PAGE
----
The Big Adventure-Taking Authority
Joe Harry Morgan 1922-2002 Pearl Harbor SurvivorI think it also helped for Dad to have been in the Navy. As a chaplain, he often had to take orders from younger commanding officers.

It may seem easier at times to give in to your parent's will or whim. But that can be like giving in to your child who wants to play in the street.

Words Count So Pick Your Battles
Of course, not every issue is one that I should insist on my way. Dad loved to pick his teeth with a toothpick after meals. Left to his own devices, he would still have that toothpick in his mouth when he returned for the next meal. My concern was that he would fall asleep in his recliner with the toothpick in his mouth. I was afraid he would choke on it when his jaw dropped open to snore. He got very upset when I tried to take it from him. So I shifted gears and said, "Dad, you can keep the toothpick, but I can't let you go to sleep with it in your mouth. Let's put it in your sweater pocket so you'll have it when you need it." He was okay with that. And so was I. Anyway, once it was in his pocket, the "out of sight, out of mind" principle kicked in. ;-)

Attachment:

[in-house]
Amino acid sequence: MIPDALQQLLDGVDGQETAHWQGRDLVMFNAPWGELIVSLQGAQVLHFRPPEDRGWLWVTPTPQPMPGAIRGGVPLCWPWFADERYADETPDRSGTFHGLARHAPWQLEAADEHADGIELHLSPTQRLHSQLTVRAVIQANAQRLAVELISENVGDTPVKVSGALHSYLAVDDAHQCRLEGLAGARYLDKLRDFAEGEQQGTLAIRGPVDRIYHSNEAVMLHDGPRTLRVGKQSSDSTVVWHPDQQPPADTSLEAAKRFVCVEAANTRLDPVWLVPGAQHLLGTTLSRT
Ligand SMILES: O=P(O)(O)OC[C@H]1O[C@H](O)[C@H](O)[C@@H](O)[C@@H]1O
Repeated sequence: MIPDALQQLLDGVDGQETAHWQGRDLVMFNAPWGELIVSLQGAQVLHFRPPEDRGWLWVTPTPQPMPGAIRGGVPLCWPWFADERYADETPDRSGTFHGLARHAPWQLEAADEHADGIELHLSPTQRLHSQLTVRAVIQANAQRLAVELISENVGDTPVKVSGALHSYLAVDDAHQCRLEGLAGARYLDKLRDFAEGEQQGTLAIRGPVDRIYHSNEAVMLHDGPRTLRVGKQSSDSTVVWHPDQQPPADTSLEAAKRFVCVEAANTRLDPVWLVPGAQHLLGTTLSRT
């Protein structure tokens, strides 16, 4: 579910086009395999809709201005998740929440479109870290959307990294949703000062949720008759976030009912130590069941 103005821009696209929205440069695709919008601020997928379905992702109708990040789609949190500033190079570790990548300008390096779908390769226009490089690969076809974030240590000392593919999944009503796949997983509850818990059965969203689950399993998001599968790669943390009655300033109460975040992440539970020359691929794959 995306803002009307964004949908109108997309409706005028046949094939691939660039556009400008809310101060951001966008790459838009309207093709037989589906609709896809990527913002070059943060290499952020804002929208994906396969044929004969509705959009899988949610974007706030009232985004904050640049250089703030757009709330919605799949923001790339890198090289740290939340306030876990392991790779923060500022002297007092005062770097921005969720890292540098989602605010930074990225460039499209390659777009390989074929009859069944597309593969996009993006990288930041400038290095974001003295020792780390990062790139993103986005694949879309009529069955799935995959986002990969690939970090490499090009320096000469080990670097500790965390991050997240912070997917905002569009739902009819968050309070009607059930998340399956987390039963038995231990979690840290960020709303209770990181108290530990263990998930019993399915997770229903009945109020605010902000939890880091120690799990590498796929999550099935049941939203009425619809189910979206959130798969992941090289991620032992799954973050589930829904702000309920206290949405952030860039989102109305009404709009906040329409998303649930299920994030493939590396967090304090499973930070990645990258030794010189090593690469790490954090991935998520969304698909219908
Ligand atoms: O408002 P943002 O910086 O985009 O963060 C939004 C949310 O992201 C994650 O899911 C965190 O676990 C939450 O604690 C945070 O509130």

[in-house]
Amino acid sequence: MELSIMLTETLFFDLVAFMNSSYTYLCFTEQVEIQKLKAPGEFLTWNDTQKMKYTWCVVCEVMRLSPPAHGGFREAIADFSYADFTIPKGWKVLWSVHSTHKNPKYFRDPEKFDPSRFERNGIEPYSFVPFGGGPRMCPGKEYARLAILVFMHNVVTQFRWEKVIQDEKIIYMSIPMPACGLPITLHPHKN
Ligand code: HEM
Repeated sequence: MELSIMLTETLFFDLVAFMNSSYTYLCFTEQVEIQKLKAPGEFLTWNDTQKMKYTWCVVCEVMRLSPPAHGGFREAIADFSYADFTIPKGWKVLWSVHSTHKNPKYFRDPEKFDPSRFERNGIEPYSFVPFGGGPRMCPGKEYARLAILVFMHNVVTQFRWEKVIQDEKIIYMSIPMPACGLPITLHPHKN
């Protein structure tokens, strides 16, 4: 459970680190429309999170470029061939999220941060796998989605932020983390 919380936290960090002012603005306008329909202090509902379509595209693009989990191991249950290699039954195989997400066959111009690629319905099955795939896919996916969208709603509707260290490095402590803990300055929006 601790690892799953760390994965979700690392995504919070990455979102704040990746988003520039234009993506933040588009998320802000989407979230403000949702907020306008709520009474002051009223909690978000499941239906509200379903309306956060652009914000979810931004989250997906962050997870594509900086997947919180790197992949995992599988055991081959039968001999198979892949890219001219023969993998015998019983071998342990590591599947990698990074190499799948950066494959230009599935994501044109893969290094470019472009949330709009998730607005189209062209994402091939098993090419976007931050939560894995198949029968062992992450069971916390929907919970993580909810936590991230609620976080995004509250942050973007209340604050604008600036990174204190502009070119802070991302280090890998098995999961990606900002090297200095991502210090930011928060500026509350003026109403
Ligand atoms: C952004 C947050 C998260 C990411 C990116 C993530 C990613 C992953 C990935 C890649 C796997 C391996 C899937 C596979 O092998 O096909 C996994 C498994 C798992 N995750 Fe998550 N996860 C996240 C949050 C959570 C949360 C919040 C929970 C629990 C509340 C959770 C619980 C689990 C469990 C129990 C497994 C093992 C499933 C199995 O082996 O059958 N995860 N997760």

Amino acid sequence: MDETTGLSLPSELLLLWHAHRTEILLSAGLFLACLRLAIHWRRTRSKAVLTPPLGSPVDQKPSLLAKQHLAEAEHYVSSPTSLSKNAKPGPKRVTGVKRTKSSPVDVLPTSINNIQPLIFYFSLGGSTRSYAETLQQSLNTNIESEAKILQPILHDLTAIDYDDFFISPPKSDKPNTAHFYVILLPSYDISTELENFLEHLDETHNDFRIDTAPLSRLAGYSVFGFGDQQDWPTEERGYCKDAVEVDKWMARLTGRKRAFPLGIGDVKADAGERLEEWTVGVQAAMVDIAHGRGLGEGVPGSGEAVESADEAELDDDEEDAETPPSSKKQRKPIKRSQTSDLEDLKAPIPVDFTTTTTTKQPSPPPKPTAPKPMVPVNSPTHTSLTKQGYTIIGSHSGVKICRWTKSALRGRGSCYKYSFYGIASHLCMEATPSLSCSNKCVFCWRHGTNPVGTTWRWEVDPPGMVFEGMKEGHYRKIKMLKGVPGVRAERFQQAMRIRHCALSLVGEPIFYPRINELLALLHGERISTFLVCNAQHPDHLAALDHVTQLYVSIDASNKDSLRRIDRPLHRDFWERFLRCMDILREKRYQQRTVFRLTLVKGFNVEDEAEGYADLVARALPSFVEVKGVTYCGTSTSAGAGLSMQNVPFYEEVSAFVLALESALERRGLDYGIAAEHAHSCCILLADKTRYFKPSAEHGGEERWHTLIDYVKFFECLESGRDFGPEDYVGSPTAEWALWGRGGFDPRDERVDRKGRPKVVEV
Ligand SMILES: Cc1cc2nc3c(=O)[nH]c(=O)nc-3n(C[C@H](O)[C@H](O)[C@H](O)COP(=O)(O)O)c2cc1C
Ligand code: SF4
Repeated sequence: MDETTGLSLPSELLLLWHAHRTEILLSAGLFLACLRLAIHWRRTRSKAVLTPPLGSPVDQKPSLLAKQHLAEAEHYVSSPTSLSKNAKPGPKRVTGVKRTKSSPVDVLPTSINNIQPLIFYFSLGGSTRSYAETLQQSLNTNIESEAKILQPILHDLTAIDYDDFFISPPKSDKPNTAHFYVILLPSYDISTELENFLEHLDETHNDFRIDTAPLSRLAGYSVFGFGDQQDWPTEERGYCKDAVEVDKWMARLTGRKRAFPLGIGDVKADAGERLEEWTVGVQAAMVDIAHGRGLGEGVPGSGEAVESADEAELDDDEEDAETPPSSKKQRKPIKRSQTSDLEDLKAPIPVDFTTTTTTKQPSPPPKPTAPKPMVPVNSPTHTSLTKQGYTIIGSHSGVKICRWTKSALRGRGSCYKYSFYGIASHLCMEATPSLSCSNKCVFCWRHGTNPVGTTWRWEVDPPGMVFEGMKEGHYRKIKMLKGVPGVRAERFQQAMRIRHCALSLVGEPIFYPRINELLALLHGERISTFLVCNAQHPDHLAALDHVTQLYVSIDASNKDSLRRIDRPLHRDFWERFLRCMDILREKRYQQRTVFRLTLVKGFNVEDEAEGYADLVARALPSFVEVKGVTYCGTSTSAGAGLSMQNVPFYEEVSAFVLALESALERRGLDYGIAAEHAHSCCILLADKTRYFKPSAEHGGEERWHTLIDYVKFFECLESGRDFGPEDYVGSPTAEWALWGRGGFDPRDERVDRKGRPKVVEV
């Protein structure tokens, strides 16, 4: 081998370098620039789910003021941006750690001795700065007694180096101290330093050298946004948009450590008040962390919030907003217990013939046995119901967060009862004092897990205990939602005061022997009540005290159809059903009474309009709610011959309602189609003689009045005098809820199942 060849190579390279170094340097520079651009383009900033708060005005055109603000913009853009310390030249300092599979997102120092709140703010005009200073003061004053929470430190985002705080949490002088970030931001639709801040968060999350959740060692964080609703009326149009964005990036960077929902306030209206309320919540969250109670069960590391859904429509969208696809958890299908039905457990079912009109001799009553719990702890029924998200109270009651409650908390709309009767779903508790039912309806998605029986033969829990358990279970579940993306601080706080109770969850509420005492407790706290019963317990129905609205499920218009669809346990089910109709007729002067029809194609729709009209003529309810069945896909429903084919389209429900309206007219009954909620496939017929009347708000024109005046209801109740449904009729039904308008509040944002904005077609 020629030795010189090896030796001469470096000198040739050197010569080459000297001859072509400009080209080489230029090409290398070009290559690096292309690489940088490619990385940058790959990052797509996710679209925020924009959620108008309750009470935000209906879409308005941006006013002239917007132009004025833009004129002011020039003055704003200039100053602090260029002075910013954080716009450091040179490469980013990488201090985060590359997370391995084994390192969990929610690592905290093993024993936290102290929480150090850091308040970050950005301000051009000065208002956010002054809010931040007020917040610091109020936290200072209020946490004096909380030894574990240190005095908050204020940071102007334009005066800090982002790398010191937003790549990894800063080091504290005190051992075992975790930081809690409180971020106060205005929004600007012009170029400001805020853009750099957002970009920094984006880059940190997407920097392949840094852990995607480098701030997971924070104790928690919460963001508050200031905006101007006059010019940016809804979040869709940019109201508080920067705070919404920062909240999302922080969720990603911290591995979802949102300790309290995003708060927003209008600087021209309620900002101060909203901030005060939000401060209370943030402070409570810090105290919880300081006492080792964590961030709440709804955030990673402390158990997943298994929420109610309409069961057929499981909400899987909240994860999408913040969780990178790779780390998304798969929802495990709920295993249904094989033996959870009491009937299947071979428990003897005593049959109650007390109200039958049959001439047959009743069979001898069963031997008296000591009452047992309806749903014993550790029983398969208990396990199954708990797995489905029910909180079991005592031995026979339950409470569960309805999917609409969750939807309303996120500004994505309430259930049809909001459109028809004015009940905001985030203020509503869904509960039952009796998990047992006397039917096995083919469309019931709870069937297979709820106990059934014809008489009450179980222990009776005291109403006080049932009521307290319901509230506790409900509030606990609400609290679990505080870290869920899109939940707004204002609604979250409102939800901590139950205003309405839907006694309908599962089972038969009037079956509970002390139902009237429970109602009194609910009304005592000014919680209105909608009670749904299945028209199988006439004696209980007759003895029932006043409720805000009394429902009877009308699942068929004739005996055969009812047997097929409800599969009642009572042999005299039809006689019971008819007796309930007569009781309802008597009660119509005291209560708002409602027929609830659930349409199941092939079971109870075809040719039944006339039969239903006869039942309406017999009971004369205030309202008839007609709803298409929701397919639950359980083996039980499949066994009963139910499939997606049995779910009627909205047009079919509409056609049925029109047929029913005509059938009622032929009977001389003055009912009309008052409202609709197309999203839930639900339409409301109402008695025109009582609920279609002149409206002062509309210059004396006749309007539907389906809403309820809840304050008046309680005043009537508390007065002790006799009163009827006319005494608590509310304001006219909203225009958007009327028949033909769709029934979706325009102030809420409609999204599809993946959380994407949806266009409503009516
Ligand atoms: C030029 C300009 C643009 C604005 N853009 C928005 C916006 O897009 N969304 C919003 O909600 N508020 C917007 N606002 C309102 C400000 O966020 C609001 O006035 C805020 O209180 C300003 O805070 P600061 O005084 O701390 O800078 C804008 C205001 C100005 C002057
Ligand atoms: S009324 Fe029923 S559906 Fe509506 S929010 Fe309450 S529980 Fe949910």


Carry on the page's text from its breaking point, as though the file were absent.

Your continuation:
My willingness to take charge helped my Mom, while she was alive. Dad would not listen to her at all. It made her crazy. She would come to me and say (gritting her teeth), "Your father won't listen to me. Can you try talking to him?" So I'd go sit down with Dad. "Blah, blah, blah." He would say, "Okay. I'll do it."

Next thing I'd hear Mom growling, "I told him 10 times and nothing. You tell him once and he does it. Grrrrr." I'd hug her and say, "It's okay, Mom, we got him to do it. That's the main thing."

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